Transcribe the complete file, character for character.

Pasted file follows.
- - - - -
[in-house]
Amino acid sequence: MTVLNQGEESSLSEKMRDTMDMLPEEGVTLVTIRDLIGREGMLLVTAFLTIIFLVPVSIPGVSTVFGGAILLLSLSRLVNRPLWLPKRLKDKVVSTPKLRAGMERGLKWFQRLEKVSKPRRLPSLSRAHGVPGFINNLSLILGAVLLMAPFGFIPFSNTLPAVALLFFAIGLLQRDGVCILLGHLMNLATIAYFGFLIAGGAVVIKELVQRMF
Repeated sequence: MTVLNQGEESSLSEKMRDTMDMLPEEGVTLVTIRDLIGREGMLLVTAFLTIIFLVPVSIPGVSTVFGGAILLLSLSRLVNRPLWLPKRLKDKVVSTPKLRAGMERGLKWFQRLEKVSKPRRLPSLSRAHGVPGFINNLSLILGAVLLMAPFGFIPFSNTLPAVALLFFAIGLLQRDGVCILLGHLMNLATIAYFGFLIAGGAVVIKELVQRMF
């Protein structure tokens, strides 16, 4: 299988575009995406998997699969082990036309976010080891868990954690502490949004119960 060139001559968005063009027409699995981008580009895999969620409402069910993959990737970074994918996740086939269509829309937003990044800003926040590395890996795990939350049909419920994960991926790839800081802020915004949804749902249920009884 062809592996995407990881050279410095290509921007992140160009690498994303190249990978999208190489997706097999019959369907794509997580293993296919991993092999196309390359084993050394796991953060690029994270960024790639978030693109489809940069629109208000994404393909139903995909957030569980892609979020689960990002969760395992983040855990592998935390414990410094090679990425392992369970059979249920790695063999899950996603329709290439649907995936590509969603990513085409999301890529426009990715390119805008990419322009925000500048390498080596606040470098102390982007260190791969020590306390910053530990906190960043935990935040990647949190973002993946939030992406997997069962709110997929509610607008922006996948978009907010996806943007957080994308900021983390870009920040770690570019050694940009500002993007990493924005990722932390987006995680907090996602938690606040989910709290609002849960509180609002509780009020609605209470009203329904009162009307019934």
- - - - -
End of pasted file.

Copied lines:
[in-house]
Amino acid sequence: MTVLNQGEESSLSEKMRDTMDMLPEEGVTLVTIRDLIGREGMLLVTAFLTIIFLVPVSIPGVSTVFGGAILLLSLSRLVNRPLWLPKRLKDKVVSTPKLRAGMERGLKWFQRLEKVSKPRRLPSLSRAHGVPGFINNLSLILGAVLLMAPFGFIPFSNTLPAVALLFFAIGLLQRDGVCILLGHLMNLATIAYFGFLIAGGAVVIKELVQRMF
Repeated sequence: MTVLNQGEESSLSEKMRDTMDMLPEEGVTLVTIRDLIGREGMLLVTAFLTIIFLVPVSIPGVSTVFGGAILLLSLSRLVNRPLWLPKRLKDKVVSTPKLRAGMERGLKWFQRLEKVSKPRRLPSLSRAHGVPGFINNLSLILGAVLLMAPFGFIPFSNTLPAVALLFFAIGLLQRDGVCILLGHLMNLATIAYFGFLIAGGAVVIKELVQRMF
């Protein structure tokens, strides 16, 4: 299988575009995406998997699969082990036309976010080891868990954690502490949004119960 060139001559968005063009027409699995981008580009895999969620409402069910993959990737970074994918996740086939269509829309937003990044800003926040590395890996795990939350049909419920994960991926790839800081802020915004949804749902249920009884 062809592996995407990881050279410095290509921007992140160009690498994303190249990978999208190489997706097999019959369907794509997580293993296919991993092999196309390359084993050394796991953060690029994270960024790639978030693109489809940069629109208000994404393909139903995909957030569980892609979020689960990002969760395992983040855990592998935390414990410094090679990425392992369970059979249920790695063999899950996603329709290439649907995936590509969603990513085409999301890529426009990715390119805008990419322009925000500048390498080596606040470098102390982007260190791969020590306390910053530990906190960043935990935040990647949190973002993946939030992406997997069962709110997929509610607008922006996948978009907010996806943007957080994308900021983390870009920040770690570019050694940009500002993007990493924005990722932390987006995680907090996602938690606040989910709290609002849960509180609002509780009020609605209470009203329904009162009307019934």